Providing fine art to collectors, museums, corporations, and the trade since 1977.
Specializing in rare 18th - 20th Century Japanese Woodblock Prints
Notes: Signed and numbered in graphite in bottom margin. "CWB" monogram in plate. Edition never completed; SCARCE.
As stated by Miles, "The rare and rarely seen hand-colored etchings can now take their deserved place as Bartlett's collective masterwork".
The Taj Mahal, is often regarding as one of the "Seven Wonders Of The World".
Born in England, in 1860, Charles W. Bartlett studied metallurgy and worked in that field for several years before entering the Royal Academy of Arts, London in 1883. After three years of study, he entered the Academie Julian in Paris. Returning to England in 1889, he then traveled to Brittany and Italy with his friend Frank Brangwyn creating watercolor works. In 1913, he traveled to Asia with his wife, visiting India, Pakistan and Sri Lanka before arriving in Japan, via China, in the autumn of 1915. Bartlett visited the Watanabe Print Shop with sketches and watercolors from his journey and in 1916 Watanabe produced 21 prints from the Bartlett paintings. Bartlett left Japan in 1917, on his way to England via Hawaii. He stopped in Honolulu and ended up setling there for the rest of his life. His paintings and woodblock prints were well received in Honolulu and Bartlett quickly became an important figure in the local art world. He returned to Japan in 1919, where Watanabe published 16 works including Hawaiian subjects.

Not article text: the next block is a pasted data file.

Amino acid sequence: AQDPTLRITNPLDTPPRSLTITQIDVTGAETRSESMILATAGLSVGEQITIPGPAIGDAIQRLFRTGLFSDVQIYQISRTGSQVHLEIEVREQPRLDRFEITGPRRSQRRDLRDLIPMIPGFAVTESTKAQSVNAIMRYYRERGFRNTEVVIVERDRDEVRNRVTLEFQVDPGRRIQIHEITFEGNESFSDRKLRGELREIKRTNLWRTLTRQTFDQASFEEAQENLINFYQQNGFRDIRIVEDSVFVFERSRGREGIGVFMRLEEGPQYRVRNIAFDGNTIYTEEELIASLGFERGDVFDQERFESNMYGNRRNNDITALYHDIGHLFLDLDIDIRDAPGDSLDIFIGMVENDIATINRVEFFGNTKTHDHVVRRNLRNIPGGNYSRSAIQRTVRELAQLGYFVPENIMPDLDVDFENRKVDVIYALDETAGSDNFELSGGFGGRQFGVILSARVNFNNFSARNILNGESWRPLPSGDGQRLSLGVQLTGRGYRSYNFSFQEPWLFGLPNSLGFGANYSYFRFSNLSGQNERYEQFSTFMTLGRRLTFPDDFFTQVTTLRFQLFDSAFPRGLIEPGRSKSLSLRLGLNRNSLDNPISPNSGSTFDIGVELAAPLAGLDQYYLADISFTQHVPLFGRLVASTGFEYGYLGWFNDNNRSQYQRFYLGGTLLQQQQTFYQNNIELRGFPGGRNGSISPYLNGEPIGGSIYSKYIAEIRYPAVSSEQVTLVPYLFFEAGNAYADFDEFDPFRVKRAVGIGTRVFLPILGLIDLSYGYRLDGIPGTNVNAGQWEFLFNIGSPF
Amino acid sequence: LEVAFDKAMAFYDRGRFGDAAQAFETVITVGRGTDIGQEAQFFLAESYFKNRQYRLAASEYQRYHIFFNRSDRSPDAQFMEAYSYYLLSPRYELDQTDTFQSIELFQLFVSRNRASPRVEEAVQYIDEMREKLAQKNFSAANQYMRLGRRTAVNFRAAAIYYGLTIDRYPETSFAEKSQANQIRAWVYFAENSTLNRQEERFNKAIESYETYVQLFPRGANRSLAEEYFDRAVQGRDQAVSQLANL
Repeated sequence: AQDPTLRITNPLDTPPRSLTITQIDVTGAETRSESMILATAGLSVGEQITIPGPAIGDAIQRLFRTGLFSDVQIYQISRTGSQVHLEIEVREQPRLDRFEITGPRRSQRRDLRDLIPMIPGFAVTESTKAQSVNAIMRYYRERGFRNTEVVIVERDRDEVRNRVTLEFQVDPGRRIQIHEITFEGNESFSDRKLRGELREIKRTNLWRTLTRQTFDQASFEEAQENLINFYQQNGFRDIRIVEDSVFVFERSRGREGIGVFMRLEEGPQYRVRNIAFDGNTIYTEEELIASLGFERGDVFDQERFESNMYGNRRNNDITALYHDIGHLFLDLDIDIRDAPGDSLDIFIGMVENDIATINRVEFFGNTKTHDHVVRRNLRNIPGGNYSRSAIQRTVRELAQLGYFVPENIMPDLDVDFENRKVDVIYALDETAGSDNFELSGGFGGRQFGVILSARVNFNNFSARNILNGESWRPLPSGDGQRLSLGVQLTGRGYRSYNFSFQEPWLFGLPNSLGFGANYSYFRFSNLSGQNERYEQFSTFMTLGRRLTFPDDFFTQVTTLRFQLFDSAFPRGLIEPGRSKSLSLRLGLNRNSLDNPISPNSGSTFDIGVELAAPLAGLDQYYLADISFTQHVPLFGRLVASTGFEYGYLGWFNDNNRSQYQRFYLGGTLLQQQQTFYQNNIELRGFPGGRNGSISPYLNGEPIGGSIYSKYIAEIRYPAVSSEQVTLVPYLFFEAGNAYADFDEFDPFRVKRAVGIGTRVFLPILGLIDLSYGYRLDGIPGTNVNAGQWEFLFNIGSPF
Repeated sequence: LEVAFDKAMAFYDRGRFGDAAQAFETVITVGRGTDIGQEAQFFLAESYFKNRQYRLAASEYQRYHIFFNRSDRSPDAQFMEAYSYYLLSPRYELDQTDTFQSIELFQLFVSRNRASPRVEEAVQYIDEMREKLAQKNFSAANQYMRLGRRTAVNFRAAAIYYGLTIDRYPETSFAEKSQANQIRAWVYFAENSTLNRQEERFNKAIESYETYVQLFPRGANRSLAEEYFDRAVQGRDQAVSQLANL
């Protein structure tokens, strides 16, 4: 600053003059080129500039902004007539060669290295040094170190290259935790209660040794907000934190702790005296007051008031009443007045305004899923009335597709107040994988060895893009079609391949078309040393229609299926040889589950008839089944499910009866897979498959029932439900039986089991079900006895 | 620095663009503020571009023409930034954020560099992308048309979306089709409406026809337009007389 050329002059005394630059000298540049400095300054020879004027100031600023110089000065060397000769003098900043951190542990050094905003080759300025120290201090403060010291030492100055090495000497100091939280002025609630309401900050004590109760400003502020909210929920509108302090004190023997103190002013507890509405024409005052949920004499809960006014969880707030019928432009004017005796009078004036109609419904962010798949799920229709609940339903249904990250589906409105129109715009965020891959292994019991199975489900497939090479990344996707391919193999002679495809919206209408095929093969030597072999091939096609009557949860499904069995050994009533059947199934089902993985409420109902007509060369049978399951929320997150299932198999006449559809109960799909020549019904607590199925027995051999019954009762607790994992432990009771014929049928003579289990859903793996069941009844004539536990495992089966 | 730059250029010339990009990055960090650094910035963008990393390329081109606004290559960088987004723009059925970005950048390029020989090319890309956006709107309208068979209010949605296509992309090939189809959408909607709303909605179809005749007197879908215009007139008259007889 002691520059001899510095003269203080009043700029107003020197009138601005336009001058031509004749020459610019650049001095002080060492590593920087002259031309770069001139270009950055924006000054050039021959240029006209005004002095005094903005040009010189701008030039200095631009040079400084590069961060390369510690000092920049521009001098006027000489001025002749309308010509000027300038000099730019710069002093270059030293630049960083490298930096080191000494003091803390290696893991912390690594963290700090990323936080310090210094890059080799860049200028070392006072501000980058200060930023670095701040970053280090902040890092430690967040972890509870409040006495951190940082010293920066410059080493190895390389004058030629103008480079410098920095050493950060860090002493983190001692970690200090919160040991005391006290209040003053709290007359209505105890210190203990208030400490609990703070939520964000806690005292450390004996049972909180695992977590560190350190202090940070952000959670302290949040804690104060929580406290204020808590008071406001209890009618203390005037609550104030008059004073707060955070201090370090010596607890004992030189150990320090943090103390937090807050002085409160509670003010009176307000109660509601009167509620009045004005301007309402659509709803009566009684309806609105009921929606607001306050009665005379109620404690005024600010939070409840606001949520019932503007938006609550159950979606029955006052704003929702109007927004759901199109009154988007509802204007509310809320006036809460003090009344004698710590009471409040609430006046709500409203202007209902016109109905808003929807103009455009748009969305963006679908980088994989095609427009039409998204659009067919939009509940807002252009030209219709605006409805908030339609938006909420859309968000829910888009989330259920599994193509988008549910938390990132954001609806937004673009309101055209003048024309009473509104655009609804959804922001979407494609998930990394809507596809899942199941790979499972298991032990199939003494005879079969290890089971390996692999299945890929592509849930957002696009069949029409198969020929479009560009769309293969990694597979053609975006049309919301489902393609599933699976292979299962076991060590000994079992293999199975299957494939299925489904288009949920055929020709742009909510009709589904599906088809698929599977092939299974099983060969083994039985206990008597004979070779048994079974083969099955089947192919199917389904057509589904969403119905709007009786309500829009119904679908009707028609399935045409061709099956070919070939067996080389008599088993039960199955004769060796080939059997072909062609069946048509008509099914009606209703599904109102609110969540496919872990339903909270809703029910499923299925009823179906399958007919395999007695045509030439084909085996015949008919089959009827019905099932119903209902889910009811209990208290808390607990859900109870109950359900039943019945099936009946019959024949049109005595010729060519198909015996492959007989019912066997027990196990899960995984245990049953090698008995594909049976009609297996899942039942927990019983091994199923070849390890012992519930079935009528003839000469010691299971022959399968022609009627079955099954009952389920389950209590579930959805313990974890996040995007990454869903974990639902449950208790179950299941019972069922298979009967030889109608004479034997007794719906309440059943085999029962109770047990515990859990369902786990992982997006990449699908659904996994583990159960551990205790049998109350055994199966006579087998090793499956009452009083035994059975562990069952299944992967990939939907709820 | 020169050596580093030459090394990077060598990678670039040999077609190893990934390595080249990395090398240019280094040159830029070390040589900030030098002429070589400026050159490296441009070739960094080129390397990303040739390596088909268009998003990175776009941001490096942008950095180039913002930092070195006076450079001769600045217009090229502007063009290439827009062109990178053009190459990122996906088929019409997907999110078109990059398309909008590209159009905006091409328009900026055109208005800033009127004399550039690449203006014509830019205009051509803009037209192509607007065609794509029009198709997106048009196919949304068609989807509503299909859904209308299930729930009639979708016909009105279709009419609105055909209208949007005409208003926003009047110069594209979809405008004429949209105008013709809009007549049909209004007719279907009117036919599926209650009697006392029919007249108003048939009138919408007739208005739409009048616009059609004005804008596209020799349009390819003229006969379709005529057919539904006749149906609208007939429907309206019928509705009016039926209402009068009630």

Charles W. Bartlett held a number of one-man shows in Hawaii and the U.S. mainland, and his painting and prints were published in Paradise of the Pacific magazine. In 1933 he established the Honolulu Print Makers. A retrospective exhibition was mounted at the Honolulu Academy of Arts in 1939, and he passed away in April of 1940.